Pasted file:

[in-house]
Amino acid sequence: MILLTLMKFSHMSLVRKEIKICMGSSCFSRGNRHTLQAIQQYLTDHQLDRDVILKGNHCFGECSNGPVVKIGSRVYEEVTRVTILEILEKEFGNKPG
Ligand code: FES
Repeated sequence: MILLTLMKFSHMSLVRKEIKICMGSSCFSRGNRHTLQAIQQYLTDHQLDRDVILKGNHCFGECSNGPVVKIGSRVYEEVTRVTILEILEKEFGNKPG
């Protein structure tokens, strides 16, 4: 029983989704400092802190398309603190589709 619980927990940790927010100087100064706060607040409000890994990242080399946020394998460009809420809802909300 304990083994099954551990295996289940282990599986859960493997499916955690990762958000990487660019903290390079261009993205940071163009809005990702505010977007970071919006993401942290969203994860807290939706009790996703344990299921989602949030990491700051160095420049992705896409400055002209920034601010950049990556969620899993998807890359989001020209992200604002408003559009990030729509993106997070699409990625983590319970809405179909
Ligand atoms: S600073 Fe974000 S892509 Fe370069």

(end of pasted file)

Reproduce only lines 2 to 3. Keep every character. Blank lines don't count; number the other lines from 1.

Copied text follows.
Amino acid sequence: MILLTLMKFSHMSLVRKEIKICMGSSCFSRGNRHTLQAIQQYLTDHQLDRDVILKGNHCFGECSNGPVVKIGSRVYEEVTRVTILEILEKEFGNKPG
Ligand code: FES